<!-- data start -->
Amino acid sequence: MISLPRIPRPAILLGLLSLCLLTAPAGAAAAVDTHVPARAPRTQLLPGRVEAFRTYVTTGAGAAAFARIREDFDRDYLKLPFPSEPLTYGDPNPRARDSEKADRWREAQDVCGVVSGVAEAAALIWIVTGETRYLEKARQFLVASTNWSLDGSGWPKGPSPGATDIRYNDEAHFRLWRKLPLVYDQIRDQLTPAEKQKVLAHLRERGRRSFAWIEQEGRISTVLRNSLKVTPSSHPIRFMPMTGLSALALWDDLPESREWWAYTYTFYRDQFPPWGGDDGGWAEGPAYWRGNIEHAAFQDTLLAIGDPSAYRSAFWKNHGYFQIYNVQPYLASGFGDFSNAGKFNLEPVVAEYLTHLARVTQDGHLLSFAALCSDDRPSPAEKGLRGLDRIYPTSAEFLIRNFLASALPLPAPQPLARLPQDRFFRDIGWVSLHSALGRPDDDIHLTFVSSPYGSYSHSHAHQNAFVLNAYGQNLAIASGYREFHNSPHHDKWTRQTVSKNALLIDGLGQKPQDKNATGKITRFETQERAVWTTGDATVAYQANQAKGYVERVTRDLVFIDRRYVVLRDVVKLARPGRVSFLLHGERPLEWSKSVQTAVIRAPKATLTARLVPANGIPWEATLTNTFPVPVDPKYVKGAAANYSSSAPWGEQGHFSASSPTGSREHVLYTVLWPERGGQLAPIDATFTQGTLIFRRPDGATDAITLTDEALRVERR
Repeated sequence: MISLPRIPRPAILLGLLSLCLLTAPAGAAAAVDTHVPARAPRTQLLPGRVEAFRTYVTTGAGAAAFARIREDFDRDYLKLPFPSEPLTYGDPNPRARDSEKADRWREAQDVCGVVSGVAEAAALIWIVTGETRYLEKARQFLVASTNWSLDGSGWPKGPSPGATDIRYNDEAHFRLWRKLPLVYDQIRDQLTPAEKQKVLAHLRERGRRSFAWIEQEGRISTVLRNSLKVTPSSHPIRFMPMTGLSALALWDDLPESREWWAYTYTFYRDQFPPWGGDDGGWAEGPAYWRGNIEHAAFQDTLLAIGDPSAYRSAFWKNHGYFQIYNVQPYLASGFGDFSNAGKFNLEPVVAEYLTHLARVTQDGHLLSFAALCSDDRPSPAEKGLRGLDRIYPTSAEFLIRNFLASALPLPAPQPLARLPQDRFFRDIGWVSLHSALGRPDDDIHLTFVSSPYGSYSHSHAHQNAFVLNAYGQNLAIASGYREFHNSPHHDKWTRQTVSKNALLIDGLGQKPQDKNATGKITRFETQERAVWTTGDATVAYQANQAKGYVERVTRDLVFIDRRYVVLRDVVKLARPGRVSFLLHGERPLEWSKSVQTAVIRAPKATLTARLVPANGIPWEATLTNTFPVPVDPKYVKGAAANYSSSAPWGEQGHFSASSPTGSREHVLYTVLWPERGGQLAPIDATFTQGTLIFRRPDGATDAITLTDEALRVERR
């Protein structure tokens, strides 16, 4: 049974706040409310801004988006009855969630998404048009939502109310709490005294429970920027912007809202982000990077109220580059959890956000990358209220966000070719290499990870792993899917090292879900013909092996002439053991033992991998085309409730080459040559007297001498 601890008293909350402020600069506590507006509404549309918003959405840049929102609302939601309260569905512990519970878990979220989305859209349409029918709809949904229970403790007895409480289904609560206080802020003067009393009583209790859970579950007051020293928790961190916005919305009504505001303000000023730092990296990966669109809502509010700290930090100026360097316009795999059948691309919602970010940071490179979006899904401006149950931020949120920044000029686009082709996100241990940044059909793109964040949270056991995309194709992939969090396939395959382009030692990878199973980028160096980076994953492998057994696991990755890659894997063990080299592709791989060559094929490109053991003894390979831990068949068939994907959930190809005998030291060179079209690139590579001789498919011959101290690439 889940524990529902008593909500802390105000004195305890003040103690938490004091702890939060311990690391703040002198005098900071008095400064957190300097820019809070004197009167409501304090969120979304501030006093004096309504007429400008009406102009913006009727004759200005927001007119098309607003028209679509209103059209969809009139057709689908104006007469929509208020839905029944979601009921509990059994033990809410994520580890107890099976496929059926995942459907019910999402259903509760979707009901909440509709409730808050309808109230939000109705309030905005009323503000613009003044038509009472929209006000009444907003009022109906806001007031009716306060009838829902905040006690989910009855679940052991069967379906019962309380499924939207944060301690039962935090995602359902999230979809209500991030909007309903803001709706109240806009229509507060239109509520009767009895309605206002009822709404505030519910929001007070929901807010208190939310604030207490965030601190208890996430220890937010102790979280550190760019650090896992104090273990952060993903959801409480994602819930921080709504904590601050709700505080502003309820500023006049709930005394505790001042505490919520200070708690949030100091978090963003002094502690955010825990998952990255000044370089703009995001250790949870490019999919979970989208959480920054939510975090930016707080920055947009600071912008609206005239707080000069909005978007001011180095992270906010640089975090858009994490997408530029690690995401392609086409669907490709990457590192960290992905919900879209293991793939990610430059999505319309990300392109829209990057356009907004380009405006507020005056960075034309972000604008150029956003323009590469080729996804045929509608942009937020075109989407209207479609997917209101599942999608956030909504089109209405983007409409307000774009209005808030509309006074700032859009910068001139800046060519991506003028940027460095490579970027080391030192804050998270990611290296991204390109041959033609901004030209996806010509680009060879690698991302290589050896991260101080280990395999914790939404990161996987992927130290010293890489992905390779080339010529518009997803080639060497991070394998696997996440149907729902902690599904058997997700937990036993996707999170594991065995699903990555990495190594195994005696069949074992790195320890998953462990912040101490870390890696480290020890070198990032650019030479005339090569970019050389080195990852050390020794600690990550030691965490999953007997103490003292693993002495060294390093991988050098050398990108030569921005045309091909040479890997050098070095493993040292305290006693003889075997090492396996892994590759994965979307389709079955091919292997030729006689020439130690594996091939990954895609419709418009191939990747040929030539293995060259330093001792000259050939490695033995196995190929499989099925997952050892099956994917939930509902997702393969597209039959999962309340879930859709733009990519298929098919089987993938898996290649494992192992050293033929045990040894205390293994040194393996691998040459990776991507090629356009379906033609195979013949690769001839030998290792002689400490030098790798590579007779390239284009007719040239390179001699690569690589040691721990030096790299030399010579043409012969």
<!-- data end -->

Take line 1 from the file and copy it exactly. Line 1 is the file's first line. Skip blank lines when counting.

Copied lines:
Amino acid sequence: MISLPRIPRPAILLGLLSLCLLTAPAGAAAAVDTHVPARAPRTQLLPGRVEAFRTYVTTGAGAAAFARIREDFDRDYLKLPFPSEPLTYGDPNPRARDSEKADRWREAQDVCGVVSGVAEAAALIWIVTGETRYLEKARQFLVASTNWSLDGSGWPKGPSPGATDIRYNDEAHFRLWRKLPLVYDQIRDQLTPAEKQKVLAHLRERGRRSFAWIEQEGRISTVLRNSLKVTPSSHPIRFMPMTGLSALALWDDLPESREWWAYTYTFYRDQFPPWGGDDGGWAEGPAYWRGNIEHAAFQDTLLAIGDPSAYRSAFWKNHGYFQIYNVQPYLASGFGDFSNAGKFNLEPVVAEYLTHLARVTQDGHLLSFAALCSDDRPSPAEKGLRGLDRIYPTSAEFLIRNFLASALPLPAPQPLARLPQDRFFRDIGWVSLHSALGRPDDDIHLTFVSSPYGSYSHSHAHQNAFVLNAYGQNLAIASGYREFHNSPHHDKWTRQTVSKNALLIDGLGQKPQDKNATGKITRFETQERAVWTTGDATVAYQANQAKGYVERVTRDLVFIDRRYVVLRDVVKLARPGRVSFLLHGERPLEWSKSVQTAVIRAPKATLTARLVPANGIPWEATLTNTFPVPVDPKYVKGAAANYSSSAPWGEQGHFSASSPTGSREHVLYTVLWPERGGQLAPIDATFTQGTLIFRRPDGATDAITLTDEALRVERR